68 An 85-year-old woman is hospitalized for acute nausea, vomiting, and abdominal pain. She has stage IV ovarian cancer. On examination, there is moderate abdominal distension and diffuse tenderness; there are no bowel sounds. CT of the abdomen and pelvis demonstrates progressive carcinomatosis and near- complete obstruction at two points in her jejunum. A nasogastric tube is placed, and she is started on intravenous fluids and intravenous ondansetron around the clock, dexamethasone 4 mg q6h, and octreotide drip. Her gynecologic oncologist states that neither surgery nor chemotherapy will improve her condition, except possibly a diverting gastrostomy. A bedside meeting is held with the patient and her family. The patient refuses further procedures and asks to be made comfortable. She and her family understand that, without any intervention, she will die within the next few days. Her code status is changed to “do not resuscitate,” and plans are made to discharge her home on hospice in the morning. The nasogastric tube and the octreotide drip are discontinued. The dexamethasone, intravenous fluids, and supplemental oxygen by nasal cannula are continued. Intravenous morphine sulfate drip 1 mg/h is begun. Within 2 hours, the patient reports improved pain control and is drowsy but arousable. A fever develops overnight, and the next morning she is unresponsive and tachypneic, with audible respiratory secretions and chest congestion. Which of the following is the most appropriate next step? (A) Discontinue intravenous fluids. (B) Increase oxygen to 4 L/min via face mask. (C) Start acetaminophen 650 mg orally q6h. (D) Decrease morphine dosage to 0.5 mg/h. (E) Discharge on home hospice.

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70 This patient’s condition has declined further, and death is imminent. Tachypnea and increased respiratory secretions are common at the end of life. The intravenous hydration is likely contributing to her symptoms. When the goal of care is to maximize comfort, all unnecessary intravenous fluids should be discontinued (SOE=B). Anticholinergic medications such as scopolamine patches, glycopyrrolate, and atropine drops can be used for control of respiratory secretions and could be considered for this patient. Opioids are important adjuncts in the management of terminal dyspnea. This patient’s morphine sulfate dosage will likely need to be increased, not decreased, if her tachypnea does not improve with discontinuation of fluids and addition of an anticholinergic agent. An increase in oxygen supplementation and use of a face mask will not relieve the patient’s chest congestion and respiratory secretions. Rather, the increased airflow and placement of a mask may cause more discomfort. Treatment of her fever with around-the-clock acetaminophen is inappropriate because of her vomiting. The patient is actively dying and has uncontrolled symptoms. She cannot be discharged on home hospice in this condition, because she will likely die within the next 1-3 days.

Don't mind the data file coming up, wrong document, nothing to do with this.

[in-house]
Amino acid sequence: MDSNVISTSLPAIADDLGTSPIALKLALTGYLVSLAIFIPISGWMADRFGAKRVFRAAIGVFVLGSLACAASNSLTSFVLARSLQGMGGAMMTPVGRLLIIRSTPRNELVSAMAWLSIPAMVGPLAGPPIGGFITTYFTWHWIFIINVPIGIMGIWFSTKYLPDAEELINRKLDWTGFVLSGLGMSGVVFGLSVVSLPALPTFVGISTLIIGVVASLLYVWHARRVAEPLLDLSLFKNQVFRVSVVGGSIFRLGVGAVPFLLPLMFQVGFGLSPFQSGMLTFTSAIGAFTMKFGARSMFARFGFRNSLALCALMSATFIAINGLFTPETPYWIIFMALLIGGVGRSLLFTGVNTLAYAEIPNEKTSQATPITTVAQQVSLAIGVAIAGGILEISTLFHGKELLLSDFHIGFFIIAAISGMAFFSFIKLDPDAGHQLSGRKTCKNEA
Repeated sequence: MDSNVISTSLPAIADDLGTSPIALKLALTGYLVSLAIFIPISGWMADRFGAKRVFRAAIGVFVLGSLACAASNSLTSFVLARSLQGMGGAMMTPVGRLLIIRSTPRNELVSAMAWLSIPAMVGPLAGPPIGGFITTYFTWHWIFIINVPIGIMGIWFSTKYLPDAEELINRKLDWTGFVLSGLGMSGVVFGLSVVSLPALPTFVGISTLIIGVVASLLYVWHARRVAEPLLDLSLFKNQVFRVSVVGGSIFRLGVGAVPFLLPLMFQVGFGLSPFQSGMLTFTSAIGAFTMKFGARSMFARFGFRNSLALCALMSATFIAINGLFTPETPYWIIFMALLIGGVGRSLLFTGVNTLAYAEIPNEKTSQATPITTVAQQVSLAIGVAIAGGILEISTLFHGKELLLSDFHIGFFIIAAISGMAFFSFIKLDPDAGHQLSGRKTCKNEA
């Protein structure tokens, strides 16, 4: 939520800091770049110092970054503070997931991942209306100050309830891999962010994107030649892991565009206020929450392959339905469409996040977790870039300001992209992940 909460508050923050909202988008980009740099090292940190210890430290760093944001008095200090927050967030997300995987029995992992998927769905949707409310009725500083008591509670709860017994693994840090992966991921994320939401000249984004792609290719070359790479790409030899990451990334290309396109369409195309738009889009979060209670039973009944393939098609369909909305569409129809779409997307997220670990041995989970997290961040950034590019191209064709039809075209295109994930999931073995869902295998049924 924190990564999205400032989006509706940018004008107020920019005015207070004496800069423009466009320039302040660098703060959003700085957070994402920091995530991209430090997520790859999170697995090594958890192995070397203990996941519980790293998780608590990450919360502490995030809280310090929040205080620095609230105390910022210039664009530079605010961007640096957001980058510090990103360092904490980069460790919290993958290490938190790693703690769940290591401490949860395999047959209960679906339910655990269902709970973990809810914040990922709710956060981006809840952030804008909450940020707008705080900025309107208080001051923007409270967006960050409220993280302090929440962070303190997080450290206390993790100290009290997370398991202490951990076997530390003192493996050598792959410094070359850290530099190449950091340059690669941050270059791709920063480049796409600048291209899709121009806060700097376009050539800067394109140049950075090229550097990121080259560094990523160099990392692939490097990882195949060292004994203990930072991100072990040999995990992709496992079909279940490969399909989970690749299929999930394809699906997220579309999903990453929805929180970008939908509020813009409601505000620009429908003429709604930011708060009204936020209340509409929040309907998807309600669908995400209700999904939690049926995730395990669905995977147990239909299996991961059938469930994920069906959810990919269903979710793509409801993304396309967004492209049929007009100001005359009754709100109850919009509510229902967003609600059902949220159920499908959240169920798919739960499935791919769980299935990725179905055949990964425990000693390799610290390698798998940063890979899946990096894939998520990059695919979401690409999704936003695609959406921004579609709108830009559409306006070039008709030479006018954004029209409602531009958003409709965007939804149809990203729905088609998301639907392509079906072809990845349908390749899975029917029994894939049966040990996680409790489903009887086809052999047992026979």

71 An 88-year-old man undergoes evaluation because he has a wound on his left heel that, despite optimal therapy, has progressed over the course of a few weeks. History includes advanced Parkinson disease. He lives in a nursing home, is mainly bedbound, and requires total assistance with activities of daily living. His nutritional status is poor and there is evidence of frequent aspiration, but his family has declined artificial feeding tubes on his behalf. On physical examination, the wound measures 4 cm × 4 cm × 3 cm and drains moderate amounts of pus. An inserted cotton tip easily extends to the calcaneus bone. Using the nomenclature of the National Pressure Ulcer Advisory Panel, which of the following best describes the wound? A. Stage IV pressure ulcer B. Stage III pressure ulcer C. Kennedy terminal ulcer D. Skin failure